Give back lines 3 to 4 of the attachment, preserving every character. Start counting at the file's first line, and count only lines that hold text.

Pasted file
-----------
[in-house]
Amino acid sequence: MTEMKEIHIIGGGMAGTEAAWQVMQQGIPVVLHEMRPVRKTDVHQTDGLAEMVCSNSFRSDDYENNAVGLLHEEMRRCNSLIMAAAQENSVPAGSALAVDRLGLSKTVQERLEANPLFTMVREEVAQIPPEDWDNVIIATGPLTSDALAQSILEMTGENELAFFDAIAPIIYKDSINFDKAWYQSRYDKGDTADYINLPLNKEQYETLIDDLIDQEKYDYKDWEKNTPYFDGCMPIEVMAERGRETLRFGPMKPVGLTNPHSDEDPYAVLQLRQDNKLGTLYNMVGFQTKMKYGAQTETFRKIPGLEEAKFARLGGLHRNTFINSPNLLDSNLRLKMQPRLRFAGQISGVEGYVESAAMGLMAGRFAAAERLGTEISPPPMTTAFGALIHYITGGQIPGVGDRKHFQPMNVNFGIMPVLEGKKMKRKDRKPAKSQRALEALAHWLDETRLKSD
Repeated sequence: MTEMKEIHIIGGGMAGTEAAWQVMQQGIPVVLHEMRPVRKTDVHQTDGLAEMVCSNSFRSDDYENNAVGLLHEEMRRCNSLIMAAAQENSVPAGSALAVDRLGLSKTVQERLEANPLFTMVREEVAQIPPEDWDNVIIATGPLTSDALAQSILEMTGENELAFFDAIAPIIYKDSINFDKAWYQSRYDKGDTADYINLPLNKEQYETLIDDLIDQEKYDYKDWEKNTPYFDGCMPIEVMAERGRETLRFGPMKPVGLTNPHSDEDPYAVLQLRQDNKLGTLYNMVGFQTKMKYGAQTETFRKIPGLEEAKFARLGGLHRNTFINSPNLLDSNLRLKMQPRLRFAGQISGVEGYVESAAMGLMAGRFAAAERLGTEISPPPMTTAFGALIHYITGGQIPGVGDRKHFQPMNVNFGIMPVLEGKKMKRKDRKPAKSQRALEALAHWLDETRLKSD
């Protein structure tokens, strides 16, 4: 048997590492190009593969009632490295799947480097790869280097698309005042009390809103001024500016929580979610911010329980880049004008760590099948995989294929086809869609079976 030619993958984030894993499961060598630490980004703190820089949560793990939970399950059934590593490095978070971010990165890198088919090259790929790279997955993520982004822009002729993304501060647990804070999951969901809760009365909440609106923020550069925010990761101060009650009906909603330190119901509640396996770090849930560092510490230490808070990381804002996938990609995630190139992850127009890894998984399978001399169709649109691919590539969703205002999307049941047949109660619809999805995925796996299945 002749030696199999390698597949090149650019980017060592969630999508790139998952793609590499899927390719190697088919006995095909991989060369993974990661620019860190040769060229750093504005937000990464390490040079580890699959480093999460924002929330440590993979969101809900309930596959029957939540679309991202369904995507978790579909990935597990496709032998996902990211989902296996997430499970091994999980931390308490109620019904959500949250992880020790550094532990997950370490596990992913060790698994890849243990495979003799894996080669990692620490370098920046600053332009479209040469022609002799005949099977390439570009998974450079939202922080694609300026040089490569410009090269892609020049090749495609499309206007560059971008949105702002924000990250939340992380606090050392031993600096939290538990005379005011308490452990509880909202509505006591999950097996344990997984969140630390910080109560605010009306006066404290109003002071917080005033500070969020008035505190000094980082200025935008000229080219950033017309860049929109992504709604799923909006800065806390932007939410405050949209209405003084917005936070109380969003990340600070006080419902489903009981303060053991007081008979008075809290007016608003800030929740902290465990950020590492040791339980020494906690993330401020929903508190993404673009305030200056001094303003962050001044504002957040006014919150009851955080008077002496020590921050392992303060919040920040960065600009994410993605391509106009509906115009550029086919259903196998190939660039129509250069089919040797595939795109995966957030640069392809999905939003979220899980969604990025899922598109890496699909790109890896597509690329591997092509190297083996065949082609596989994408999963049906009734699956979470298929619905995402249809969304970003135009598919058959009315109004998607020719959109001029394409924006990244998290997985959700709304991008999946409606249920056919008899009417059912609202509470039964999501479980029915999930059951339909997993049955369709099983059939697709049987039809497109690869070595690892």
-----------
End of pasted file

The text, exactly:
Repeated sequence: MTEMKEIHIIGGGMAGTEAAWQVMQQGIPVVLHEMRPVRKTDVHQTDGLAEMVCSNSFRSDDYENNAVGLLHEEMRRCNSLIMAAAQENSVPAGSALAVDRLGLSKTVQERLEANPLFTMVREEVAQIPPEDWDNVIIATGPLTSDALAQSILEMTGENELAFFDAIAPIIYKDSINFDKAWYQSRYDKGDTADYINLPLNKEQYETLIDDLIDQEKYDYKDWEKNTPYFDGCMPIEVMAERGRETLRFGPMKPVGLTNPHSDEDPYAVLQLRQDNKLGTLYNMVGFQTKMKYGAQTETFRKIPGLEEAKFARLGGLHRNTFINSPNLLDSNLRLKMQPRLRFAGQISGVEGYVESAAMGLMAGRFAAAERLGTEISPPPMTTAFGALIHYITGGQIPGVGDRKHFQPMNVNFGIMPVLEGKKMKRKDRKPAKSQRALEALAHWLDETRLKSD
């Protein structure tokens, strides 16, 4: 048997590492190009593969009632490295799947480097790869280097698309005042009390809103001024500016929580979610911010329980880049004008760590099948995989294929086809869609079976 030619993958984030894993499961060598630490980004703190820089949560793990939970399950059934590593490095978070971010990165890198088919090259790929790279997955993520982004822009002729993304501060647990804070999951969901809760009365909440609106923020550069925010990761101060009650009906909603330190119901509640396996770090849930560092510490230490808070990381804002996938990609995630190139992850127009890894998984399978001399169709649109691919590539969703205002999307049941047949109660619809999805995925796996299945 002749030696199999390698597949090149650019980017060592969630999508790139998952793609590499899927390719190697088919006995095909991989060369993974990661620019860190040769060229750093504005937000990464390490040079580890699959480093999460924002929330440590993979969101809900309930596959029957939540679309991202369904995507978790579909990935597990496709032998996902990211989902296996997430499970091994999980931390308490109620019904959500949250992880020790550094532990997950370490596990992913060790698994890849243990495979003799894996080669990692620490370098920046600053332009479209040469022609002799005949099977390439570009998974450079939202922080694609300026040089490569410009090269892609020049090749495609499309206007560059971008949105702002924000990250939340992380606090050392031993600096939290538990005379005011308490452990509880909202509505006591999950097996344990997984969140630390910080109560605010009306006066404290109003002071917080005033500070969020008035505190000094980082200025935008000229080219950033017309860049929109992504709604799923909006800065806390932007939410405050949209209405003084917005936070109380969003990340600070006080419902489903009981303060053991007081008979008075809290007016608003800030929740902290465990950020590492040791339980020494906690993330401020929903508190993404673009305030200056001094303003962050001044504002957040006014919150009851955080008077002496020590921050392992303060919040920040960065600009994410993605391509106009509906115009550029086919259903196998190939660039129509250069089919040797595939795109995966957030640069392809999905939003979220899980969604990025899922598109890496699909790109890896597509690329591997092509190297083996065949082609596989994408999963049906009734699956979470298929619905995402249809969304970003135009598919058959009315109004998607020719959109001029394409924006990244998290997985959700709304991008999946409606249920056919008899009417059912609202509470039964999501479980029915999930059951339909997993049955369709099983059939697709049987039809497109690869070595690892």